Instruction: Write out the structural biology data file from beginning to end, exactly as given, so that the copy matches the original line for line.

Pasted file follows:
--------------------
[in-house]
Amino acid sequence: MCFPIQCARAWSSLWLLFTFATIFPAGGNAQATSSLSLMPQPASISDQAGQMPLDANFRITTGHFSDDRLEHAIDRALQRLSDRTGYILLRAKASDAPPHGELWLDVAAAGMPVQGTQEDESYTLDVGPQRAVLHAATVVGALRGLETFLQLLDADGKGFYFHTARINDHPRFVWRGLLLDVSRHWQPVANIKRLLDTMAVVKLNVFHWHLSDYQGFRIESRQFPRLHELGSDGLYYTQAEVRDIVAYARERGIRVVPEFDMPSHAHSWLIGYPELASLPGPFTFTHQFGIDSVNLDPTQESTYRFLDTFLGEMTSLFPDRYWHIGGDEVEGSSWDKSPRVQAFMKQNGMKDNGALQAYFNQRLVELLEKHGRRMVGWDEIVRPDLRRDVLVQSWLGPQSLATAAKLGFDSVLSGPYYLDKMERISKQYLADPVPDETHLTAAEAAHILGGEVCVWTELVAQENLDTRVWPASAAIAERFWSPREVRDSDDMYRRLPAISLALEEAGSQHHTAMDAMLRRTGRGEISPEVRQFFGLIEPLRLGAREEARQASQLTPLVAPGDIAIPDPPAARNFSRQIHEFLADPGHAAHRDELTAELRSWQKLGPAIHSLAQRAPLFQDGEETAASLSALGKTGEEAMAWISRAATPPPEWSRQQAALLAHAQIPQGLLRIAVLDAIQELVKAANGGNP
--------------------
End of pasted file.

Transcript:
[in-house]
Amino acid sequence: MCFPIQCARAWSSLWLLFTFATIFPAGGNAQATSSLSLMPQPASISDQAGQMPLDANFRITTGHFSDDRLEHAIDRALQRLSDRTGYILLRAKASDAPPHGELWLDVAAAGMPVQGTQEDESYTLDVGPQRAVLHAATVVGALRGLETFLQLLDADGKGFYFHTARINDHPRFVWRGLLLDVSRHWQPVANIKRLLDTMAVVKLNVFHWHLSDYQGFRIESRQFPRLHELGSDGLYYTQAEVRDIVAYARERGIRVVPEFDMPSHAHSWLIGYPELASLPGPFTFTHQFGIDSVNLDPTQESTYRFLDTFLGEMTSLFPDRYWHIGGDEVEGSSWDKSPRVQAFMKQNGMKDNGALQAYFNQRLVELLEKHGRRMVGWDEIVRPDLRRDVLVQSWLGPQSLATAAKLGFDSVLSGPYYLDKMERISKQYLADPVPDETHLTAAEAAHILGGEVCVWTELVAQENLDTRVWPASAAIAERFWSPREVRDSDDMYRRLPAISLALEEAGSQHHTAMDAMLRRTGRGEISPEVRQFFGLIEPLRLGAREEARQASQLTPLVAPGDIAIPDPPAARNFSRQIHEFLADPGHAAHRDELTAELRSWQKLGPAIHSLAQRAPLFQDGEETAASLSALGKTGEEAMAWISRAATPPPEWSRQQAALLAHAQIPQGLLRIAVLDAIQELVKAANGGNP